This year was certainly a year. It was full of good and full of godawful, in equal measure. High peaks and deep valleys. However, I know most people want it to just end already due to all the political outrage and deaths of several cultural icons (and subsequently, many childhoods). I know there’s a lot of uncertainty in the air. Thunder rolling in, all the twitching and panic while we wait for more omens as evidence of the inevitable American apocalypse.
On a smaller level, in my little bubble, there has been a lot to celebrate. For one, this year has been full of wonderful music. Sounds and lyrics that allow you to walk on air. Music played around the house and blasted in my ears at work. I went to several concerts with my boyfriend, including seeing Florence + the Machine, Bonnie Raitt, and Rose Cousins. Almost every day I woke up with a song in my head.
This year I became a vegetarian. Well, technically, a pescatarian. It hasn’t been as challenging as people make it out to be. I don’t have cravings for anything. I still get to have chocolate and that’s all that really matters.
We tried growing a little garden in the backyard. It was a failure. Partially due to the severe summer heat, partially due to laziness. But our trees gave us plenty of fruit this year. Our lychee tree yielded hundreds and hundreds of lychees. We made a sweet sorbet. We picked lemons from our lemon tree and made lemonade.
There has been traveling and a lot of exploration. We visited California and Texas. We attended our first videogame convention, GaymerX. I fell in love with San Francisco and dream of having a second home there.
Oh, and I got engaged. It is still surreal and absolutely wonderful. What would teenage Joey think?
I got promoted as an editor at my real life job. I conducted interviews with journal editors at The Review Review. My poem, “Pugnacious Boy” – the only piece of writing I had published this year – was nominated for a Pushcart Prize. I read some books this year, but mostly poetry and literary journals (those received to review and those received after submitting to contests). I need to read more. We all need to read more. Especially in 2017. Books improve our capacity for empathy. Empathy allows compassion for other human beings.
Empathy has been the word for some time now. But empathy should always be the word.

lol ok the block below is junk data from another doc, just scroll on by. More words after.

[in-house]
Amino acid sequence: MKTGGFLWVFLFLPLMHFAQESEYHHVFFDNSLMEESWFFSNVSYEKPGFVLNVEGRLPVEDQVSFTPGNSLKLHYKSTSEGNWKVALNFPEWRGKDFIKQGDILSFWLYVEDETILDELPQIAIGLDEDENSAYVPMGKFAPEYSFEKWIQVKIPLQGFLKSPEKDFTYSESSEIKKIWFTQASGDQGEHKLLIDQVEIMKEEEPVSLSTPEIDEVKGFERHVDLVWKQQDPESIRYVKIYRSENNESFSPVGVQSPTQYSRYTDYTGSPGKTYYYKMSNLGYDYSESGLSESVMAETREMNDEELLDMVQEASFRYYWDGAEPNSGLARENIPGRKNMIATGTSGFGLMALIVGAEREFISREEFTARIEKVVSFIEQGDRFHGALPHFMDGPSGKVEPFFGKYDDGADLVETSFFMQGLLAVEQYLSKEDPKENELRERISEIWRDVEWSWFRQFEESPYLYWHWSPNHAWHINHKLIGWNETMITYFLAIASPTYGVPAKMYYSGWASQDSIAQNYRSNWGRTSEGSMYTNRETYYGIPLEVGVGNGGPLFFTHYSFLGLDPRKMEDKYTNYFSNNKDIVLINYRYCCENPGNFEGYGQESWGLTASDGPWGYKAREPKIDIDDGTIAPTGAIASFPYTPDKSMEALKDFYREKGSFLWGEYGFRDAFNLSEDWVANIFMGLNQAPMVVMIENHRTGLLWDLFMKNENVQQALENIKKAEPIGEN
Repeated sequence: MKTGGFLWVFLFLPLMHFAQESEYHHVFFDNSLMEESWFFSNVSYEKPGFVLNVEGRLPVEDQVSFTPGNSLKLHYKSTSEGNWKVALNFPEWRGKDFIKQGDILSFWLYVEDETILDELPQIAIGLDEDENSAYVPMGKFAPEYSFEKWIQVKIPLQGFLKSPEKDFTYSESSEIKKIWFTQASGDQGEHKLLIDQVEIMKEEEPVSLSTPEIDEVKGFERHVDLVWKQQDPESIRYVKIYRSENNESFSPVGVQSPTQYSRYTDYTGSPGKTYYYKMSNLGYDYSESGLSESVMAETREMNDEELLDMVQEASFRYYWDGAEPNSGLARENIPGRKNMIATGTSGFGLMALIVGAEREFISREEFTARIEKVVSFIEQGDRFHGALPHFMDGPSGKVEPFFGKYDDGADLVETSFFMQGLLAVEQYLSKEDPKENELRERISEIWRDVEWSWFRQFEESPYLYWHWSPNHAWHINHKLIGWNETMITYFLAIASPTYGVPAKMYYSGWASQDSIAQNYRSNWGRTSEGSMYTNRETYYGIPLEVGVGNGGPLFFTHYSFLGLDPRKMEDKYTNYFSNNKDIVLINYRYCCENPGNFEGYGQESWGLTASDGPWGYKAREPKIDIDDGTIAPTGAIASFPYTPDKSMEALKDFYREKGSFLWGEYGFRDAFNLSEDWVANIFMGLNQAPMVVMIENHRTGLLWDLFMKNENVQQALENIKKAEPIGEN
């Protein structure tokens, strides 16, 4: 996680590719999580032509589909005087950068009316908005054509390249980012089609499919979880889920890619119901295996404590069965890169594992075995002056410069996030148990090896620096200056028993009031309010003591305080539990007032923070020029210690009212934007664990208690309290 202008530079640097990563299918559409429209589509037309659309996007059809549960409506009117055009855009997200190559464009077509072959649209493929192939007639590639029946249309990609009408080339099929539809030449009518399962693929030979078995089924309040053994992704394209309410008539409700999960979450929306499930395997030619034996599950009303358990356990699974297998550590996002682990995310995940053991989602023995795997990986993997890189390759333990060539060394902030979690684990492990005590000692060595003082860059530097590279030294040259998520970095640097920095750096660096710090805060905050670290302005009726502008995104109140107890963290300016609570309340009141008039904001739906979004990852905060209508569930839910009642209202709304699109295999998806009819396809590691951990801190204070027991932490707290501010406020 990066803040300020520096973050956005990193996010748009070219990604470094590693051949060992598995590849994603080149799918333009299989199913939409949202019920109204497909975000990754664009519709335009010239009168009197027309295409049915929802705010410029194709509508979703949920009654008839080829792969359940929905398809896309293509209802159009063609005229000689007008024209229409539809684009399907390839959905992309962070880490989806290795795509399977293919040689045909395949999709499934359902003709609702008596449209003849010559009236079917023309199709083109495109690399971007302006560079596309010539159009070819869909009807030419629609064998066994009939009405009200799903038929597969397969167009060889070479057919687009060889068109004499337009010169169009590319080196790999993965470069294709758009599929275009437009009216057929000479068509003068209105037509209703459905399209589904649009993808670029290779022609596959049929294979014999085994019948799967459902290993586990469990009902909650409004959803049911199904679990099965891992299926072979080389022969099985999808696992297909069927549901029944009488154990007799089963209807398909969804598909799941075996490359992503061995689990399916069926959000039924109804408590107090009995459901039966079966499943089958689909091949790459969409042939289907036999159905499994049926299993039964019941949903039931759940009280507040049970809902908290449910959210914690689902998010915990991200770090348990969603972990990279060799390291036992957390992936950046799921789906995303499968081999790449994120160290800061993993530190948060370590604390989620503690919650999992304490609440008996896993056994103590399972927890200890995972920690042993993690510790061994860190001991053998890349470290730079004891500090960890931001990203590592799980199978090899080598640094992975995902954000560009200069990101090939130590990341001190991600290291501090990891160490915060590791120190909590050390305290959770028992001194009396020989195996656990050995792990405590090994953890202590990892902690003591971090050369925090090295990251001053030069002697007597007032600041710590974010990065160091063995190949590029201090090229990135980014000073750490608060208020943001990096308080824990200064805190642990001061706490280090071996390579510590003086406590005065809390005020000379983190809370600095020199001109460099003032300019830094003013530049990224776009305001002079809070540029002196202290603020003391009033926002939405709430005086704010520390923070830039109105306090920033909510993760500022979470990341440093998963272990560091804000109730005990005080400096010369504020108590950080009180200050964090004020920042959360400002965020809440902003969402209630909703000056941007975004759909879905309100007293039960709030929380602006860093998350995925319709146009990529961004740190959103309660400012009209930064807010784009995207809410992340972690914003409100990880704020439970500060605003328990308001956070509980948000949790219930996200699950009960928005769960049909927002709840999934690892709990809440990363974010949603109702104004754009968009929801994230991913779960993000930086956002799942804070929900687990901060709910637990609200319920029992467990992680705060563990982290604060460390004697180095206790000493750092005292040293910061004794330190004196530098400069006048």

And now, here’s the obligatory favorite lists that helped to define my year.
The Price of Salt by Patricia Highsmith
What Belongs to You by Garth Greenwell
Night Sky with Exit Wounds by Ocean Vuong
Between the World and Me by Ta-Nehisi Coates
The Fire Next Time by James Baldwin
Our Lady of the Ruins by Traci Brimhall
Woman Hollering Creek by Sandra Cisneros
3arabi Song by Zeina Hashem Beck
Pagan Love Songs by Gavin Geoffrey Dillard
I Felt Their Teeth in My Bones by Magen Cubed
In Their Arms by Thomas Moore
The Lonely City by Olivia Laing
CALYX: A Journal of Art and Literature by Women
Witch Craft Magazine
Luna Luna Magazine
Glass: A Journal of Poetry
Burning House Press
The Shallow Ends
Rise Up Review
The Lady in the Van
Holding the Man
People Places Things
Kubo and the Two Strings
Fantastic Beasts and Where to Find Them
Daria (1,871st rewatch)
Jane the Virgin
Full Frontal with Samantha Bee
The West Wing
Mortal Kombat X
Lego Marvel Avengers
Digimon Story: Cyber Sleuth
Rune Factory 4 (again, and probably forever)
Black Desert Online
Song of the Deep
Read Only Memories
Silent Hill 2
To the Faithful Departed by The Cranberries
Shepherd Moon by Enya
Mexican Moon by Concrete Blonde
Goddess by Banks
This Is Acting by Sia
How Big, How Blue, How Beautiful by Florence + the Machine
Cry Baby by Melanie Martinez
Stay Gold by First Aid Kit
Every Open Eye by CHVRCHES
Hopelessness by ANONHI
All My Demons Greeting Me as a Friend by Aurora
Kaleidoscope Heart by Sara Bareilles
The Whole Story by Kate Bush
Strange Little Birds by Garbage